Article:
Uber drops service in Kansas, says bill makes operation "impossible"

Uber pushes and pushes and pushes and sometimes, when all that pushing fails to go the way it wants, it gives in to legal pressure. Such has ended up being the case in Kansas, where the ridesharing service has pointed toward a recent bill as the reason it will be leaving the state, saying it is the only state in the US where Uber has been forced to leave because of "unbalanced, backward regulations." It suggests, though, that it might be back in the future.

Uber has been operating in Kansas for about a year, and according to the company it has seen success there, where both drivers and riders use the service on a regular basis to make or save cash, depending on which end of the spectrum one lies. Says the ridesharing service, "tens of thousands of rides" have been given in the state.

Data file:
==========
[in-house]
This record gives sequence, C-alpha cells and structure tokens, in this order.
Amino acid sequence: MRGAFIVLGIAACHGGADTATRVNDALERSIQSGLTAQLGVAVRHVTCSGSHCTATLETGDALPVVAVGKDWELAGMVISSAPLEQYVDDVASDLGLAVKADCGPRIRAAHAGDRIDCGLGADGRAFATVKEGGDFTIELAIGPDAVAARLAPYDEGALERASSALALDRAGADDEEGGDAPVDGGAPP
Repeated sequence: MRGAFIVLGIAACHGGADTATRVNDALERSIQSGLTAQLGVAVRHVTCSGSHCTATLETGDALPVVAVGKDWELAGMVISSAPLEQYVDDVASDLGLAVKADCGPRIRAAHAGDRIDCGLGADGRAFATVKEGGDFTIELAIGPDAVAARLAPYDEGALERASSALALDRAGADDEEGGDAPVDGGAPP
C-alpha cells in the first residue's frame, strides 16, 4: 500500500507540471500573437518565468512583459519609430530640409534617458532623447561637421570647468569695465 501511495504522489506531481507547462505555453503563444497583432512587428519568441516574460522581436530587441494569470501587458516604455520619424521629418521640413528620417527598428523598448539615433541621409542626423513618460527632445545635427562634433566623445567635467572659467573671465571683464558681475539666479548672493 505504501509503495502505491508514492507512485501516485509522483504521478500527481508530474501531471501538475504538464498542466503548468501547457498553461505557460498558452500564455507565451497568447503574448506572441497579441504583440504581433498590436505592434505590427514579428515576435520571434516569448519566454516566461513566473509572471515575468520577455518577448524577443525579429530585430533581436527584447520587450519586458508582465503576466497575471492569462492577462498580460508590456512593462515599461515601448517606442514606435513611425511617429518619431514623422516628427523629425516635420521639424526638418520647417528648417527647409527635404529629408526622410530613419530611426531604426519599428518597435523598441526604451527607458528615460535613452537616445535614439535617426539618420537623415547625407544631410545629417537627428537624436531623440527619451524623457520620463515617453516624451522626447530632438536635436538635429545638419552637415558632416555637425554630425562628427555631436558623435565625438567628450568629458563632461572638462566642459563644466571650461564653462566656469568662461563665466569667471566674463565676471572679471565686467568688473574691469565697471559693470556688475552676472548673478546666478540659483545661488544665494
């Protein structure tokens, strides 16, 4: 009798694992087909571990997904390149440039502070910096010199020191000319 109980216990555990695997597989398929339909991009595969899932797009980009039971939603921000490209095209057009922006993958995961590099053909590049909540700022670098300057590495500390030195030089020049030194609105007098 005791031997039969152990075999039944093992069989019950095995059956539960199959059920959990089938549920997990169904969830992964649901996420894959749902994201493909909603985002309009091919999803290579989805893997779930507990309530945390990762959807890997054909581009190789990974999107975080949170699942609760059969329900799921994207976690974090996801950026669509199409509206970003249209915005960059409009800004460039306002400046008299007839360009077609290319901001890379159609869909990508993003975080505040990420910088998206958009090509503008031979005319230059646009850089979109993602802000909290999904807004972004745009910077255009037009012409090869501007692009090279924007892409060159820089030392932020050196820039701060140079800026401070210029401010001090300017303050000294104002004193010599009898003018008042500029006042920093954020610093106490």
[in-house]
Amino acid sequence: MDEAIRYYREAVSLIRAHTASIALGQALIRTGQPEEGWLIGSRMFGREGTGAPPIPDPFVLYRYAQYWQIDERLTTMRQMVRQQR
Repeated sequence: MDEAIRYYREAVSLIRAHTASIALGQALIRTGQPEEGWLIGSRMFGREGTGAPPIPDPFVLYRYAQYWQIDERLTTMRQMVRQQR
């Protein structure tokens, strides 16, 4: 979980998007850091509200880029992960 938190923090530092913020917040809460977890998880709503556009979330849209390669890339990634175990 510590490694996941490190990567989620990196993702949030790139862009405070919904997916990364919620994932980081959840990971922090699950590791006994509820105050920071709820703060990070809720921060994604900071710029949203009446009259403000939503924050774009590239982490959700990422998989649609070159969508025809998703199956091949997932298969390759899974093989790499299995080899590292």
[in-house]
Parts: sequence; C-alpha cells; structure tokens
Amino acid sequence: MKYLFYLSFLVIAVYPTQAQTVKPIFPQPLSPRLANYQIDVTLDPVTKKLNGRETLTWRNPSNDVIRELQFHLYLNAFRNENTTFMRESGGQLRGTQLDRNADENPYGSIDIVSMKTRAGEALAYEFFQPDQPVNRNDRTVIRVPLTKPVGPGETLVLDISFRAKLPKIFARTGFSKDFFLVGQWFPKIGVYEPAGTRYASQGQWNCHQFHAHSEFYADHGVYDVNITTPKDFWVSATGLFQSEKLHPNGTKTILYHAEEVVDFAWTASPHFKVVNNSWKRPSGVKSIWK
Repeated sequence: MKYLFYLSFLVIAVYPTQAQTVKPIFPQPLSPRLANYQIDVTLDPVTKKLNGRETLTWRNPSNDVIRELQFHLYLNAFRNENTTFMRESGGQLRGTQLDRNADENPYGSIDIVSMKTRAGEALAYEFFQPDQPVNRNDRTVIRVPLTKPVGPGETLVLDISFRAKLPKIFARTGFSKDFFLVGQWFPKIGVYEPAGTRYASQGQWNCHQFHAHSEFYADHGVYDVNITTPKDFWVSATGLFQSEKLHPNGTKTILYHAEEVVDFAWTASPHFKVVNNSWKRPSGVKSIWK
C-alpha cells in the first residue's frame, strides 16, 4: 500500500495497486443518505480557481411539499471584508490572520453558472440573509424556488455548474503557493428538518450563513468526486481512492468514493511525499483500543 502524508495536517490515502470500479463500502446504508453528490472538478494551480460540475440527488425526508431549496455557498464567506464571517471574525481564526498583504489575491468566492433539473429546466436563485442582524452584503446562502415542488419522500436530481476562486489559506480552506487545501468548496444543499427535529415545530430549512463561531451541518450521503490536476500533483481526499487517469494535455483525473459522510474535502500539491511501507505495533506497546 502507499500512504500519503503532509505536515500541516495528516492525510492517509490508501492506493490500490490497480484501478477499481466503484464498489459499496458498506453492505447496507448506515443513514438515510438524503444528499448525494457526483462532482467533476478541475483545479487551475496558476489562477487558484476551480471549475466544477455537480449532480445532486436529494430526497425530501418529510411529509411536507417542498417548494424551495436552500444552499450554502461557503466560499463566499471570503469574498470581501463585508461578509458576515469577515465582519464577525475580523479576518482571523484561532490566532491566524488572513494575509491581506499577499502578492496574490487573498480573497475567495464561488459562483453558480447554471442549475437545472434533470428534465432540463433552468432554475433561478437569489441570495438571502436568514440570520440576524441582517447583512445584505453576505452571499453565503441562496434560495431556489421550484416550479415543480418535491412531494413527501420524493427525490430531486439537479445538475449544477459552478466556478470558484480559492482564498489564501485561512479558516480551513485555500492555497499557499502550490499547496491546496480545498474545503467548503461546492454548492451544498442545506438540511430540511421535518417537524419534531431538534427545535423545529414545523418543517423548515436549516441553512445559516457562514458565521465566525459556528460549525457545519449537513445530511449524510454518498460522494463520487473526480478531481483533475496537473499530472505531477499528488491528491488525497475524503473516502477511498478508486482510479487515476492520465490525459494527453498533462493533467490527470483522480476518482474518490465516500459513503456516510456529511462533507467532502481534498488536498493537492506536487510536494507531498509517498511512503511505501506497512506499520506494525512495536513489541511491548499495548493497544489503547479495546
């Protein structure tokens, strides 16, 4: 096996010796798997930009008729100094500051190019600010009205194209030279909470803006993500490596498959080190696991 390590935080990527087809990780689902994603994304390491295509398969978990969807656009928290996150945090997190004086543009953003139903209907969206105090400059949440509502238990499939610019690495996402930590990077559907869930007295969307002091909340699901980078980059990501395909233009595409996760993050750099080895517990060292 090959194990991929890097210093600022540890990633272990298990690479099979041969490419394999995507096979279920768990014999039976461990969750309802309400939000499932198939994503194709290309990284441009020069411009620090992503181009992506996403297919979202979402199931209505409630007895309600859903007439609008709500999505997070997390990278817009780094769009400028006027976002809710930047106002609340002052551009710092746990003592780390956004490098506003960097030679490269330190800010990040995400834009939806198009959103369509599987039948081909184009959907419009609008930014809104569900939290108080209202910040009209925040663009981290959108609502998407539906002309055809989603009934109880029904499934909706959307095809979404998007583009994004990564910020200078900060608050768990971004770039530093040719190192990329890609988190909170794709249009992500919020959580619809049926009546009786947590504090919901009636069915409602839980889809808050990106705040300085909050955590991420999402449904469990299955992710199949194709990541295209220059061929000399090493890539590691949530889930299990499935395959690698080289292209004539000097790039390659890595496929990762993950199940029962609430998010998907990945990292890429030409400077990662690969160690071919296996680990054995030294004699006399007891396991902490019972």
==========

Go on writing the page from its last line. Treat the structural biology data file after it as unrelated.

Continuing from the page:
A bill that would make life difficult for Uber and others like it — SB 117 — surfaced, and for a while all looked well as the Governor vetoed it. However, the state's lawmakers have since overturned that veto, and says Uber, the bill "make it impossible ... to operate in the state."

Uber wasted no time in calling it quits in the region, saying that at about 2:45PM after the vote it ceased its operations in the state. It says that by passing the bill, Kansas has destroyed a bunch of jobs, gotten rid of on-demand rides, and became the first state to pass such "backward regulations". Specifics on why the bill makes operation impossible weren't detailed, however.

SOURCE: Uber Blog